Remembering the dead of Srebrenica
Published in the Daily Telegraph, Wednesday 12th July 2012
By Baroness Warsi
Earlier this year I stood in the middle of a beautiful, quiet valley in rural Bosnia-Herzegovina. As I do every time I stand there, I asked myself: how could somewhere so peaceful be the site of Europe’s worst atrocity since the Second World War?
That spot in the Drina Valley is the town of Srebrenica, the place where – 17 years ago to the day – eight thousand Bosnian Muslim men and boys were rounded up and murdered by Ratko Mladic’s Serb troops. Those hills are the place they fled their attackers. The nearby factory is where they sought shelter, and where they met their end.
Today, dignitaries and victims’ families will once again gather in that valley to remember those who died. 520 newly identified victims of one of Europe’s worst massacres will be buried there. The anniversary also gives the wider world a chance to reflect upon the genocide committed in Srebrenica, and our duty to the people of this town.
Our first duty is to ensure the perpetrators are brought to justice. Seventeen years ago today, Ratko Mladic, the Bosnian Serb leader, said to the TV cameras: “Here we are, on July 11, 1995, in Serbian Srebrenica, just before a great Serb holy day.” Seventeen years later he is on trial in The Hague, facing 11 charges: of genocide, crimes against humanity and war crimes. As the Foreign Secretary said in the Hague on Monday: “The lesson of the last two decades is that if you commit war crimes, crimes against humanity or genocide, you will not be able to rest easily in your bed: the reach of international justice is long and patient, and once set in train, it is inexorable.” There is no expiry date for these crimes, so that even, if like Ratko Mladic, you succeed in evading justice for 16 years, you will eventually be brought to account.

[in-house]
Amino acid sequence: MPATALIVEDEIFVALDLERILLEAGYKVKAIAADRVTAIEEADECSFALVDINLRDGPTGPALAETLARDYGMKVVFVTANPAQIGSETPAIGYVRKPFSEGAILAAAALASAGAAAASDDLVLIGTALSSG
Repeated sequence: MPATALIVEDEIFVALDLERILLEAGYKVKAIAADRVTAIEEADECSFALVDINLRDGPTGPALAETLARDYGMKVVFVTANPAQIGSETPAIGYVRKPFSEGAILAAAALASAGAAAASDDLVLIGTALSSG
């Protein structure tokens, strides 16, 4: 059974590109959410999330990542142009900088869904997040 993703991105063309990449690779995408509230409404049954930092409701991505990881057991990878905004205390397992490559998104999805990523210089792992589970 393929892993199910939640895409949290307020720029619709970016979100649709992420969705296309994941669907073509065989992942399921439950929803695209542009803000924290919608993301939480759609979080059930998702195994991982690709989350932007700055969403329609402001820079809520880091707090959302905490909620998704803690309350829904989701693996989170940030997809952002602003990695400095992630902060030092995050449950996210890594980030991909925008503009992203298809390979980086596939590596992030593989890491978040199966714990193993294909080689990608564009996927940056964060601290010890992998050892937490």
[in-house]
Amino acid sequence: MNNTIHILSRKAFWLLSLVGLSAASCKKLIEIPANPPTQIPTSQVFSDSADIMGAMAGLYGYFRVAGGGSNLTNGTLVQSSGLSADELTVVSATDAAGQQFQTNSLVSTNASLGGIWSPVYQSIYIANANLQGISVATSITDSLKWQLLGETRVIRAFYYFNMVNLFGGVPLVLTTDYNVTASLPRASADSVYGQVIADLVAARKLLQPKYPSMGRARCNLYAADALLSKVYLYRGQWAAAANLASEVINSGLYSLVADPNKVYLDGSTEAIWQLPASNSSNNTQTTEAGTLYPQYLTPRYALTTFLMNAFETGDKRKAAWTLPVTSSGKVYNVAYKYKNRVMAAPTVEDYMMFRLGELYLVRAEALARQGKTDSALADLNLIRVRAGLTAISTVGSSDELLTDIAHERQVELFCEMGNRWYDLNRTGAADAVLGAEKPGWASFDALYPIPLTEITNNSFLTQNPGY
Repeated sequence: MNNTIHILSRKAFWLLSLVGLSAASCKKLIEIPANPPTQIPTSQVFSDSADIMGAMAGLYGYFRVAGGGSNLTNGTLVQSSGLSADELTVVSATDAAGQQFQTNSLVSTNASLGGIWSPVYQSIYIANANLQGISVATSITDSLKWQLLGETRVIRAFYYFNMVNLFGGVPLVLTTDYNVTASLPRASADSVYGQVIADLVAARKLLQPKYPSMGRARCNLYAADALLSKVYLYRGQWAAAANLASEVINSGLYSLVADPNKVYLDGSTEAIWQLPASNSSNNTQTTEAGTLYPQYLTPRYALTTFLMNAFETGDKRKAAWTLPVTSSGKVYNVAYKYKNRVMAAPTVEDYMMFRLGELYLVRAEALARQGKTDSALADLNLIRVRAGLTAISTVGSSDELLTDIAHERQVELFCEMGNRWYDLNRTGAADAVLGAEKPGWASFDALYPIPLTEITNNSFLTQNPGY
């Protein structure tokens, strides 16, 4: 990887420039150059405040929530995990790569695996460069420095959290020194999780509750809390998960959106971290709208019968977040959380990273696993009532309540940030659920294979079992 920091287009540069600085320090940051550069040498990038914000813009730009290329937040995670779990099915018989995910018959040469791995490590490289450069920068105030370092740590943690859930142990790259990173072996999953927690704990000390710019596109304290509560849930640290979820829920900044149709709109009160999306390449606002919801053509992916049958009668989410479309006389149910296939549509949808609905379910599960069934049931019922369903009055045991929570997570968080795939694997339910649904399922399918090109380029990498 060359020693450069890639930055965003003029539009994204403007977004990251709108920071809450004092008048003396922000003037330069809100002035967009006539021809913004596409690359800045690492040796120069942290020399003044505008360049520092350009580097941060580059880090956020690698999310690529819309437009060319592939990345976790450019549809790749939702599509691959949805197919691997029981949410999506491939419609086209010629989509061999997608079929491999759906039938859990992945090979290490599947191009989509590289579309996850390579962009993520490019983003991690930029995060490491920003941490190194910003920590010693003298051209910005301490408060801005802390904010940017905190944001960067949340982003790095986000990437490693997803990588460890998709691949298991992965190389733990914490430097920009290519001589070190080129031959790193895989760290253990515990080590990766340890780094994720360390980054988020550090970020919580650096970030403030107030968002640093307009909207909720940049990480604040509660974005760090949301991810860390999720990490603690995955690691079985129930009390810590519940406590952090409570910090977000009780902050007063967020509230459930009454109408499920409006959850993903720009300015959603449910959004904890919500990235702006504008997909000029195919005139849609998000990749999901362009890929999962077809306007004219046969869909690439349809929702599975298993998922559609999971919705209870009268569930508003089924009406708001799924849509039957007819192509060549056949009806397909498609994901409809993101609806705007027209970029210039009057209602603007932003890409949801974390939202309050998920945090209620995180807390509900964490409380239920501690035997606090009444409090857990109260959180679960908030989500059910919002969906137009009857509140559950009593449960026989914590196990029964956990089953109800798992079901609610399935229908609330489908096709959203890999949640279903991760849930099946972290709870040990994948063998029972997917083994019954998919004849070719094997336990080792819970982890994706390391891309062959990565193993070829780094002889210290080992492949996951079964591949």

Our second duty is to condemn those who deny the massacre. In 2007, the International Court of Justice ruled that the atrocities carried out by Mladic’s forces constituted genocide. The act was committed with virtual impunity in front of the eyes of the very international community that was there to prevent it, but did not. It failed to act in Srebrenica, as it had failed in Rwanda 12 months earlier. There cannot be true reconciliation until the fact of the slaughter is accepted by all.
Third, we must encourage communities together. Inter-ethnic tensions are stifling regeneration and reconciliation. What Srebrenica needs is leadership in the interests of all its citizens, whatever their ethnicity. It’s a challenge that inspired me to set up a social action venture, Project Maja, in Bosnia three years ago. The sight of Serb and Bosniak volunteers cooperating to create a new IT suite in the local high school shows that the process of regeneration was as important as the outcome, and it was good to return again earlier this year with another project.
Above all, the world’s primary duty is to remember what happened in that Bosnian enclave 17 years ago. That’s why the British Government has supported the establishment of the memorial complex in Srebrenica, contributed to public infrastructure renewal, and supported the International Commission for Missing Persons (ICMP) in its work to identify the remains of those that are still missing.
Of course, the greatest reason for remembering is to ensure the world never lets it happen again. What happened in Bosnia-Herzegovina has shaped events across the world today. I, like many, still carry the guilt. Only last year the UK was faced with a decision whether to act against Colonel Gaddafi as he threatened to massacre his own people in Benghazi. As I sat around the Cabinet table, I thought of Srebrenica.
So as mourners come together today, I hope that we can all renew our commitment to the town and its people so that, one day, Srebrenica will no longer be synonymous with war, murder and suffering, but with optimism, prosperity and hope.